As you know, the world of medicine is a highly competitive industry. And although new physician job opportunities can seem plentiful, there are many qualified candidates lining up to interview for the best opportunities. To help you get a competitive edge and make a positive impression in that first interview, we’ve interviewed recruiting experts Tim Mulvaney and Jonathan James of UHC Solutions, a top healthcare recruiting agency that has helped thousands of physicians meet their career objectives.
Today, we’ll be sharing their Top 5 Don’ts for interviewing. Next week, we’ll follow up with their Top 5 Interviewing Dos! So without further ado, take note: here’s what not to do in your next interview.
1. Don’t Display Bad Phone Etiquette.
“Dress for success” is standard job-interviewing advice, but these days, many preliminary physician job interviews take place over the phone. If your first interview with a recruiter or hospital is going to be a phone call, you need to do everything in your power to ensure you make a good connection—literally and figuratively.
“It’s extremely important to have a good line without interruptions; a land line is preferable,” says Tim Mulvaney, founder and CEO of UHC Solutions. “You need to show that you’re a professional. We suggest to our candidates that they don’t ramble, and that they use shorter sentences for brevity, along with speaking slowing and succinctly.”
If you’re having an in-person interview, make sure your cell phone is turned to silent. Better yet, says Mulvaney, don’t bring it in.
2. Don’t Interview the Interviewer.
While you’re bound to have important questions about the physician job in question, let the recruiter, hiring authority or hospital lead the interview.
“Remember you’re the interviewee,” says Mulvaney, who, while CEO of his recruiting firm, still spends a significant amount of time interviewing physicians. “You can be intellectually curious and ask questions, but try not to break the train of the thought of the interviewer by continually interrupting or turning the tables. Otherwise, you’re going to be looked at as someone with no focus.”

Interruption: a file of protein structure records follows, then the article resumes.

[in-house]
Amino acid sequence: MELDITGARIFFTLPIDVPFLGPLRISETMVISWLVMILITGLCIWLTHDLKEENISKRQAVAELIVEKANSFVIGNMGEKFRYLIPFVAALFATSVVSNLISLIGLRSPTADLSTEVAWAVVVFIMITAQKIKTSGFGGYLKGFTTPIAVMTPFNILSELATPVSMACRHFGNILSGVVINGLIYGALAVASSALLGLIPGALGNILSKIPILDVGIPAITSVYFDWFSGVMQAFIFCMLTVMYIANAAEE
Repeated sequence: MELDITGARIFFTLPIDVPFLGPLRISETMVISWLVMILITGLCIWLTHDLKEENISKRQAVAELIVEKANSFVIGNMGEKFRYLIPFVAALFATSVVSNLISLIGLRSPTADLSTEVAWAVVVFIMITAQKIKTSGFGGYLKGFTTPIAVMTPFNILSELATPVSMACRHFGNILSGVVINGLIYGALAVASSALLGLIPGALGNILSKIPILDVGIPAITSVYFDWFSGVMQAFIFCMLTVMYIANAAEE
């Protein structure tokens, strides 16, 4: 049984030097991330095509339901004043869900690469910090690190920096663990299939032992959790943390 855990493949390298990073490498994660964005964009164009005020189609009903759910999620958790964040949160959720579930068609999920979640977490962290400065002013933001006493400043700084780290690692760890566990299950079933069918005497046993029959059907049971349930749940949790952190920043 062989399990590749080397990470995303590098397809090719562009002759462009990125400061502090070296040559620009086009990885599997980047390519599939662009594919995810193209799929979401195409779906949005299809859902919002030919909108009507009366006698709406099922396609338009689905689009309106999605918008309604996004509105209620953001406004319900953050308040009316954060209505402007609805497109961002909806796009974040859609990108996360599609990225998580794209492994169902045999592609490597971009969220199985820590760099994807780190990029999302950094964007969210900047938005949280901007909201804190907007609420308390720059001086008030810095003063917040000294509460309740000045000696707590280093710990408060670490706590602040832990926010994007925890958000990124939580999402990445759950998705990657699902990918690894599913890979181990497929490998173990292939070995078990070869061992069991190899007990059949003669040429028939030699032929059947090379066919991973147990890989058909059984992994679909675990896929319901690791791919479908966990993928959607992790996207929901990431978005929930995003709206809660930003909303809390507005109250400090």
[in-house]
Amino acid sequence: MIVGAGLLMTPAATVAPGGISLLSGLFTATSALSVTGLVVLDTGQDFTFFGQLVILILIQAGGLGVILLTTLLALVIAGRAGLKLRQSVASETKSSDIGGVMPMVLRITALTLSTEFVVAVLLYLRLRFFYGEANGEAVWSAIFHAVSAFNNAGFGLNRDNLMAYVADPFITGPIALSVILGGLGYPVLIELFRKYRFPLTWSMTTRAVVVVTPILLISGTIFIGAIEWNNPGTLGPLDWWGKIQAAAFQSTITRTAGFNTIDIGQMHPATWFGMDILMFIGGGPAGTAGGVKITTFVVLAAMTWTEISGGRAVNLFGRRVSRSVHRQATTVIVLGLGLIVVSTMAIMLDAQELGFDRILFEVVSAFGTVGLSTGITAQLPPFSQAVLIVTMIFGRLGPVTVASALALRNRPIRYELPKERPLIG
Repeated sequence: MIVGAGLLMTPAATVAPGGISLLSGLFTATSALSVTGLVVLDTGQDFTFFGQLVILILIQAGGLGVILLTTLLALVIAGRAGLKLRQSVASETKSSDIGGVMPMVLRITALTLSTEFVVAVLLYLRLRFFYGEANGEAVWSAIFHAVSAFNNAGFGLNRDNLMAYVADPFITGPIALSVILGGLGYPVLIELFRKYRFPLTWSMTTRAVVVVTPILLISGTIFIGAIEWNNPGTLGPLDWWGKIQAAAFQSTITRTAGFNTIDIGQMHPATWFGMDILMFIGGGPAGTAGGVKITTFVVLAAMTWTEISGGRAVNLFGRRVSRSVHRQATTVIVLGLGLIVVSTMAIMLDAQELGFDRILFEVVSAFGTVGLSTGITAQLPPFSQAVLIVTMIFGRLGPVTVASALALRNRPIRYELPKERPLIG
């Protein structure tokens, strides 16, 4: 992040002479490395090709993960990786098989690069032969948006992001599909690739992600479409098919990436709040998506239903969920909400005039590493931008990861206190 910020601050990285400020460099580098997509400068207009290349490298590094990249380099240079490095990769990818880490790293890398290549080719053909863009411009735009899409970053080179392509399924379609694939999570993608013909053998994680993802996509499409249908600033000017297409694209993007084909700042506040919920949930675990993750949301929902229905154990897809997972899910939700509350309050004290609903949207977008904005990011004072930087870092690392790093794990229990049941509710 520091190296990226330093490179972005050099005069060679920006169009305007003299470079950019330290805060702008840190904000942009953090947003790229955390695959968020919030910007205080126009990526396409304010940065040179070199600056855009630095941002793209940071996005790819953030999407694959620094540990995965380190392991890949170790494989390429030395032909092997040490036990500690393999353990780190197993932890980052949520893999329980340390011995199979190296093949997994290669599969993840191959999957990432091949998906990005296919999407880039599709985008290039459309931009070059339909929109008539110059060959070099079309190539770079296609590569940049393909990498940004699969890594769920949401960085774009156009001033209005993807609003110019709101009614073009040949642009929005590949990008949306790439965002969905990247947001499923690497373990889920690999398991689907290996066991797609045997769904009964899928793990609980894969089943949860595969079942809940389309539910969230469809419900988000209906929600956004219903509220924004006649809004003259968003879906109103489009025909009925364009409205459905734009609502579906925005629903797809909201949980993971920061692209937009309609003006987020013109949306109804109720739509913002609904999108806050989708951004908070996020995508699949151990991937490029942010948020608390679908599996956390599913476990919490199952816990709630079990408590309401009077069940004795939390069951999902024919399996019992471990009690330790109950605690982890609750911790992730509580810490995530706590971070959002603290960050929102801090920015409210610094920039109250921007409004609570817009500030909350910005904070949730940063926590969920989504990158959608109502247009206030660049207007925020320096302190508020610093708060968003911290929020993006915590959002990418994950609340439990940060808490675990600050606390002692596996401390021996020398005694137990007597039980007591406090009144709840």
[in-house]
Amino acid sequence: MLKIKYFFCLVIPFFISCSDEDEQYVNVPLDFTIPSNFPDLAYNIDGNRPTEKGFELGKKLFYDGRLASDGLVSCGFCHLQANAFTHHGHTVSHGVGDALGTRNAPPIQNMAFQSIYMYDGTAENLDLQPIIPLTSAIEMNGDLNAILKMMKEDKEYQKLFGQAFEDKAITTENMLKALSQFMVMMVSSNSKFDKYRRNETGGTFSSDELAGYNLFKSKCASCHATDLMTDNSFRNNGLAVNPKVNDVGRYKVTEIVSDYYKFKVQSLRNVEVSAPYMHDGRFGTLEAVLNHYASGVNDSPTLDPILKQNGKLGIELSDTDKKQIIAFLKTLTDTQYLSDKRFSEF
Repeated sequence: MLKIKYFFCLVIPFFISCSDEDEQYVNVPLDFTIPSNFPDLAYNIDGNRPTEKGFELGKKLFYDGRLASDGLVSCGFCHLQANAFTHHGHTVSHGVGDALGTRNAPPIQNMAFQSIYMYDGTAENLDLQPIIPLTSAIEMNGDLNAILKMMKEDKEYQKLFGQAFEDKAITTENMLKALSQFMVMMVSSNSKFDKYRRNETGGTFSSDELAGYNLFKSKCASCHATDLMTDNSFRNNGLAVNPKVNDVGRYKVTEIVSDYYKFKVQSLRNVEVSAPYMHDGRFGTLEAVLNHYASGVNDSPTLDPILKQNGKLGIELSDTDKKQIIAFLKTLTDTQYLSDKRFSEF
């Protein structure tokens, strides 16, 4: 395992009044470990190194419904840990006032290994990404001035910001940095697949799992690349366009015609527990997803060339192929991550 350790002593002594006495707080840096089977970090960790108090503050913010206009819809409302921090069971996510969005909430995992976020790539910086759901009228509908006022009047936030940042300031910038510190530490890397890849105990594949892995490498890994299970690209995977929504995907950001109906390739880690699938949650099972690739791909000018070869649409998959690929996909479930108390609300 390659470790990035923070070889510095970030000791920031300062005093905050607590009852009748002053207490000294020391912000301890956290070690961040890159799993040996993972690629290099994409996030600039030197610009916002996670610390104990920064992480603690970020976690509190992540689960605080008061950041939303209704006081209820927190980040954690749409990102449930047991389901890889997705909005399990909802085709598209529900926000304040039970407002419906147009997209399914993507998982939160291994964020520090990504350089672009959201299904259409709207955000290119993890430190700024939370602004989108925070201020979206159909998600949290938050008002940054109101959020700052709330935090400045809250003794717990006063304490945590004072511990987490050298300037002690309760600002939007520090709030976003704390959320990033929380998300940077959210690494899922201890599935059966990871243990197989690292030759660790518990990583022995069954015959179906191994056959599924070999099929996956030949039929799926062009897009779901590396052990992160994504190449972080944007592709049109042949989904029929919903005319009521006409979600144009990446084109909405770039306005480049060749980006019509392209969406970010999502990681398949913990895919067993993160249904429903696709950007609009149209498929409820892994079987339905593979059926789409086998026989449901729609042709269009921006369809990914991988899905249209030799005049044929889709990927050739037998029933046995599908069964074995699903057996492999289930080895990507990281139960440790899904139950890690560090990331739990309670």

Mulvaney advises physicians to stay on point, avoid tangents and allow the interviewer to dictate how deeply any given point is discussed.
“Remember to ‘check in,'” he says, “Like, ‘did I answer that completely?’ or ‘did you want me to expand upon that topic?'”
3. Don’t Be Passive.
While it’s important to let the interviewer run the interview, it’s also important not to be too passive.
“Make sure you speak up and sound confident,” says Mulvaney. “Know your CV inside and out, and be ready to verify and expand upon all the material it contains. Don’t ramble. Stay on point.”
4. Don’t Be Negative.
No matter how bad an experience you may have had in a previous working environment, it’s important not to do any bad-mouthing in your interview.
“Never say anything derogatory about past employers, residency programs or another person in your interview,” says Mulvaney. “If you do, you’re going to be looked at as a person who could be potential poison around the water cooler, which is simply the kiss of death in most of today’s collaborative work environments.”
No one wants that kind of influence in the workplace. Be diplomatic when discussing previous experiences. You can always think of something positive to say about an employment situation in the past.
5. Don’t Leave Any Question Marks.
At the end of the interview, it’s important to finish with a solid wrap-up that summarizes what you’ve learned that the interviewer wants in a candidate, how you believe you can deliver, and what the next steps are.
“Don’t send the message that you are in no hurry to make a career decision,” says Jonathan James, a top recruiter at UHC Solutions. “There needs to be some expressed urgency. It’s OK to let people know that you’re interviewing elsewhere and considering opportunities including this one. As we know in recruiting, time kills all deals. Make it very clear that you want to be part of their team. You have to go after it. You can’t just sit back on your heels and let it all come to you.”
Both Mulvaney and James say that appearance and demeanor are very important as well. And whether you’re on the phone or in person: be sure you sound, look and act like the professional you are!
Stay tuned for our follow-up post on Mulvaney and James’ Top 5 Interviewing Dos next week.
About UCH Solutions: Founded in 1998, UHC is a world-class healthcare permanent placement firm. They’ve helped hundreds of firms and thousands of candidates meet their corporate and career objectives. See UHC Solutions’ current job openings on PhysEmp.com